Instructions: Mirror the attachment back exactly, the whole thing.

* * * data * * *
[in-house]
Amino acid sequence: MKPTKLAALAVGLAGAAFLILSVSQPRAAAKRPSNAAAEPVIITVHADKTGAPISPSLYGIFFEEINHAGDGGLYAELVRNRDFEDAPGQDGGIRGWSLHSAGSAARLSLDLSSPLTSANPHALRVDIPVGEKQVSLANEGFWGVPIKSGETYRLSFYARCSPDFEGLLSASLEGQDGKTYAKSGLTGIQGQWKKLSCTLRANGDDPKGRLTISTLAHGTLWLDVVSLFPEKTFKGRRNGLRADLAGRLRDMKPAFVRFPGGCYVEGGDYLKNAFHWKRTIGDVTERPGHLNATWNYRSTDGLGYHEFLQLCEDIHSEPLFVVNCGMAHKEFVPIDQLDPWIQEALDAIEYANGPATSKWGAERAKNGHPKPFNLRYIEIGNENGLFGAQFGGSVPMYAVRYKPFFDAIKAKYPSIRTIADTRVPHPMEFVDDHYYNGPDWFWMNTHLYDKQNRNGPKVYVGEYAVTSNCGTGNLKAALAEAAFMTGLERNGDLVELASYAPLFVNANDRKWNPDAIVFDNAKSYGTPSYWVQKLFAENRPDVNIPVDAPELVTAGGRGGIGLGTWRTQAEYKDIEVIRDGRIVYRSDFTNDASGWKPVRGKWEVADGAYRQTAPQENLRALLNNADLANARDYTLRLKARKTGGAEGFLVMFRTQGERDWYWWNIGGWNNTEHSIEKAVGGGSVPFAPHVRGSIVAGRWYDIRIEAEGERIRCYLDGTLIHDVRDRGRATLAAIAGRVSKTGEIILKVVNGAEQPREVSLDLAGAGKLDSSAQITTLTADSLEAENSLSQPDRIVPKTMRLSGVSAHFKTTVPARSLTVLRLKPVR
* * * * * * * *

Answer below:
[in-house]
Amino acid sequence: MKPTKLAALAVGLAGAAFLILSVSQPRAAAKRPSNAAAEPVIITVHADKTGAPISPSLYGIFFEEINHAGDGGLYAELVRNRDFEDAPGQDGGIRGWSLHSAGSAARLSLDLSSPLTSANPHALRVDIPVGEKQVSLANEGFWGVPIKSGETYRLSFYARCSPDFEGLLSASLEGQDGKTYAKSGLTGIQGQWKKLSCTLRANGDDPKGRLTISTLAHGTLWLDVVSLFPEKTFKGRRNGLRADLAGRLRDMKPAFVRFPGGCYVEGGDYLKNAFHWKRTIGDVTERPGHLNATWNYRSTDGLGYHEFLQLCEDIHSEPLFVVNCGMAHKEFVPIDQLDPWIQEALDAIEYANGPATSKWGAERAKNGHPKPFNLRYIEIGNENGLFGAQFGGSVPMYAVRYKPFFDAIKAKYPSIRTIADTRVPHPMEFVDDHYYNGPDWFWMNTHLYDKQNRNGPKVYVGEYAVTSNCGTGNLKAALAEAAFMTGLERNGDLVELASYAPLFVNANDRKWNPDAIVFDNAKSYGTPSYWVQKLFAENRPDVNIPVDAPELVTAGGRGGIGLGTWRTQAEYKDIEVIRDGRIVYRSDFTNDASGWKPVRGKWEVADGAYRQTAPQENLRALLNNADLANARDYTLRLKARKTGGAEGFLVMFRTQGERDWYWWNIGGWNNTEHSIEKAVGGGSVPFAPHVRGSIVAGRWYDIRIEAEGERIRCYLDGTLIHDVRDRGRATLAAIAGRVSKTGEIILKVVNGAEQPREVSLDLAGAGKLDSSAQITTLTADSLEAENSLSQPDRIVPKTMRLSGVSAHFKTTVPARSLTVLRLKPVR